Franklin was born on January 17, 1706. He would be 312 this year. Happy Birthday Ben!
In addition to being a Founding Father of the United States of America, Franklin was also an avid scientist. In 1746 he became interested in experimenting with electricity and by 1752 he tried his most famous experiment of sending up a metal key tied to a kite in a thunderstorm to prove that lightning was electricity. (It is. Do not try this at home kids!)
He theorized that lightning strikes on buildings could be prevented by attaching pointed metal rods to the roofs and then conducting the charge safely to the ground.
He wrote, "May not the knowledge of this power of points be of use to mankind, in preserving houses, churches, ships, etc., from the stroke of lightning, by directing us to fix, on the highest parts of those edifices, upright rods of iron made sharp as a needle...Would not these pointed rods probably draw the electrical fire silently out of a cloud before it came nigh enough to strike, and thereby secure us from that most sudden and terrible mischief!"
Franklin’s lightning rods were soon in use on buildings throughout the colonies. The design changed over the years and by the early 1800s, lightning rods were being constructed out of copper rather than iron. By the second half of the 19th century there were many companies producing lightning rods and salesmen traveling door-to-door to convince homeowners of the need for the devices. As is the nature of traveling salesmen, they can sometimes be a little pushy, so much so that in 1856 Herman Melville (of Moby Dick fame) wrote a short story about one such fellow called “The Lightning-Rod Man”.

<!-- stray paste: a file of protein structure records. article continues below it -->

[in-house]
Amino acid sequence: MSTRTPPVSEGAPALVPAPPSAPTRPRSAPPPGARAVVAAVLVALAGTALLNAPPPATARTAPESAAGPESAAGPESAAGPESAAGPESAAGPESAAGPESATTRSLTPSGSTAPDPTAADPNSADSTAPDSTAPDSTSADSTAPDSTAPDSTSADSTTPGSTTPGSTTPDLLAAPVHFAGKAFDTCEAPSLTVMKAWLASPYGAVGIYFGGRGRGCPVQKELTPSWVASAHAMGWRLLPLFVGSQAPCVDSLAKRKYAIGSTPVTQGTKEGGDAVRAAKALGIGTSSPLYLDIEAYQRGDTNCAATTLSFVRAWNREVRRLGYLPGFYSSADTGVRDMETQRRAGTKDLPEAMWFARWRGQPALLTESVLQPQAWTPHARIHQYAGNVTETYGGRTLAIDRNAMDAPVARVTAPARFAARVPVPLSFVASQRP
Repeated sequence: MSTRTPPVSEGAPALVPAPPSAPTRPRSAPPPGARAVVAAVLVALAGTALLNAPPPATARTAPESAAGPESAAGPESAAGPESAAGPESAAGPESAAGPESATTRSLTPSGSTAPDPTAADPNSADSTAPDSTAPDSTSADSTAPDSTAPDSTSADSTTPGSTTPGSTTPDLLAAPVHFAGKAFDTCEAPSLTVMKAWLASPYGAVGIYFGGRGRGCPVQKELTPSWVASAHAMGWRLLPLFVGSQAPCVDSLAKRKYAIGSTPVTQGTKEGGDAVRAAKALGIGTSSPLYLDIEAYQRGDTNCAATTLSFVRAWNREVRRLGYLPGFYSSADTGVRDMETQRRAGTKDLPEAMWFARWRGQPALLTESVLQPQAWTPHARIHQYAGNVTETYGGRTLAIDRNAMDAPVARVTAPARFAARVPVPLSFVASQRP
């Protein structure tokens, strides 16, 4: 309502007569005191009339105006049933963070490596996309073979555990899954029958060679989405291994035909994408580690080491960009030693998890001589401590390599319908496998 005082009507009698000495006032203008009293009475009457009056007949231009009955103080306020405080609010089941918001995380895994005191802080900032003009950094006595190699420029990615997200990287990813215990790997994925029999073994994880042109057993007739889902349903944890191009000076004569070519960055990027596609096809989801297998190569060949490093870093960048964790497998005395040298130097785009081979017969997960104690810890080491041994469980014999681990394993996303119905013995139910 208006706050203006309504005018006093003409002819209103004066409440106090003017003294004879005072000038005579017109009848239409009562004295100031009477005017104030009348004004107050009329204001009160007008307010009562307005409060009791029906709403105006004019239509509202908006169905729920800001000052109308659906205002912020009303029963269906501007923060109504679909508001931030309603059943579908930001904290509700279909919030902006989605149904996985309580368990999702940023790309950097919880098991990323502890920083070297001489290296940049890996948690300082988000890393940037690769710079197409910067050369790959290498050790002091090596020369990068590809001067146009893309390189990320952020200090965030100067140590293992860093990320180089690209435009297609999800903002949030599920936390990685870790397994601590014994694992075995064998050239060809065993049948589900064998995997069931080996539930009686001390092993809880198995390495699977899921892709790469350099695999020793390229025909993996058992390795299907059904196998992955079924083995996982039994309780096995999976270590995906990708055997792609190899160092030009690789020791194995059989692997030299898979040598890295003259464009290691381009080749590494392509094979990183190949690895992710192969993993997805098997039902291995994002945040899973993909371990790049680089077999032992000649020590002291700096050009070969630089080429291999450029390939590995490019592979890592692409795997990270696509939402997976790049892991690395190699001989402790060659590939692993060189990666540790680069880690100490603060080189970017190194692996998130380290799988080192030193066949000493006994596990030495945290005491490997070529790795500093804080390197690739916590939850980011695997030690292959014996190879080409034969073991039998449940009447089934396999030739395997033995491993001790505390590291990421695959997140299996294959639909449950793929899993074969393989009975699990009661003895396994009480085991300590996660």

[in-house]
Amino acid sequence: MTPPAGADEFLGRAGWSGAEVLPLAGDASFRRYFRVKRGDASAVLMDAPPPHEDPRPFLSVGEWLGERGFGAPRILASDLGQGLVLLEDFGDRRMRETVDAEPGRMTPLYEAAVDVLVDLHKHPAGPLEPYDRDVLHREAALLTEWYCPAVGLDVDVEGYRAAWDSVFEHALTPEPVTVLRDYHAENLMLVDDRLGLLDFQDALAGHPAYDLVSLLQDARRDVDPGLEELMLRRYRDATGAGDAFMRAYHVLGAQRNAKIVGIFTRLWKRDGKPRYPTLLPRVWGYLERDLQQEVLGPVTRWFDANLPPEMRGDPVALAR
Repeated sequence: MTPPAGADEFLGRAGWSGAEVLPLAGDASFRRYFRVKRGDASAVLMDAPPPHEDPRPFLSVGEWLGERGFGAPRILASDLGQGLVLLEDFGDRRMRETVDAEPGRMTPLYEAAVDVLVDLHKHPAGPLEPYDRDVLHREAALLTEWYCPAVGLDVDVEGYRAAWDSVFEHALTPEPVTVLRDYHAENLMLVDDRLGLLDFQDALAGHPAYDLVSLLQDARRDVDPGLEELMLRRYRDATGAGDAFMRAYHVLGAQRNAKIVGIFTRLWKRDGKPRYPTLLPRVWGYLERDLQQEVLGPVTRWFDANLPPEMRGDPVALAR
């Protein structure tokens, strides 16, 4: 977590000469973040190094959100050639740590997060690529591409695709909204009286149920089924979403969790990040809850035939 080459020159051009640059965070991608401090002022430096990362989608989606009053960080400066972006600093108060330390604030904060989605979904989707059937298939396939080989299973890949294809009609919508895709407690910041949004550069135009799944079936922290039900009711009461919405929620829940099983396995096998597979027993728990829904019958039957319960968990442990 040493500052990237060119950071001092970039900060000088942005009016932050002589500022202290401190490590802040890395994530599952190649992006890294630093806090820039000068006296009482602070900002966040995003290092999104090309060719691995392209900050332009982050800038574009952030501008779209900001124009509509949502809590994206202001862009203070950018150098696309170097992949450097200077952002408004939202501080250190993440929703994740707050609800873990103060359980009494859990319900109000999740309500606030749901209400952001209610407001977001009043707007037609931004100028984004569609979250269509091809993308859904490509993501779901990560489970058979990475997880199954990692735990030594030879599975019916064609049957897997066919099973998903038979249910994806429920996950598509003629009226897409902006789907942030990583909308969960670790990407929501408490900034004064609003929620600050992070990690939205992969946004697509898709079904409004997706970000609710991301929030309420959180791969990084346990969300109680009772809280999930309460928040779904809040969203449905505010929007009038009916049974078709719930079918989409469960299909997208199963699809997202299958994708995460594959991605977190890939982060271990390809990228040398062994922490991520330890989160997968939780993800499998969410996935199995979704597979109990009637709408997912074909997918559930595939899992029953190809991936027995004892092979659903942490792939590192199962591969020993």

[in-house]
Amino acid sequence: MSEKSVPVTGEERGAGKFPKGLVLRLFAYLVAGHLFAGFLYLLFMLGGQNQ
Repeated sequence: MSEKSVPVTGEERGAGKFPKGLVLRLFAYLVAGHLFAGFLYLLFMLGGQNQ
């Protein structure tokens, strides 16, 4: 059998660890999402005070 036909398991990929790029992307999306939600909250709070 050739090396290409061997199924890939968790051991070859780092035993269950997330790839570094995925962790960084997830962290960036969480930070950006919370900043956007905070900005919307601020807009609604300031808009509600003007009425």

Read it here: http://www.melville.org/lrman.htm
Lightning rods from a farm in Bedminster, Pennsylvania
To compete for the homeowners money, the manufacturers began to add decorative elements such as multi-pointed finials, curly cues, arrows and weather vanes to their lightning rods. The most collectible element they added has to be the glass ball. They came in a wide variety of shapes and colors to please any taste. There are competing theories about their purpose, with one school of thought being that they were indicators of the rod being hit by lightning. The glass would shatter from the strike and the homeowner would then be alerted to check the rod and make any necessary repairs. Another theory is that the balls are purely decorative, meant to attract the eye and identify a particular manufacturer’s brand.
Lightning rods on the house sometime in the 1940s
The lightning rods we have were probably installed in the 1930s and offered their protection to the house and barn until the 1960s when the house roof was replaced and the lightning rods were stored in the barn.
The house before the roof was replaced
This seems to have been the fate for most lightning rods. Once removed from the roof, they were never returned to their former positions. It is now a rare treat to see an old house or barn still sporting their protective pieces of copper.
The new job of the lightning rod is as a decorative conversation piece in the home or garden. Never fear if the glass ball is missing, there are sources online that carry both vintage and reproduction balls and other companies that can replace or manufacture other missing or broken elements.
I hope that this has *sparked* your interest in lightning rods and that you feel inspired to make room for piece of scientific history in your home!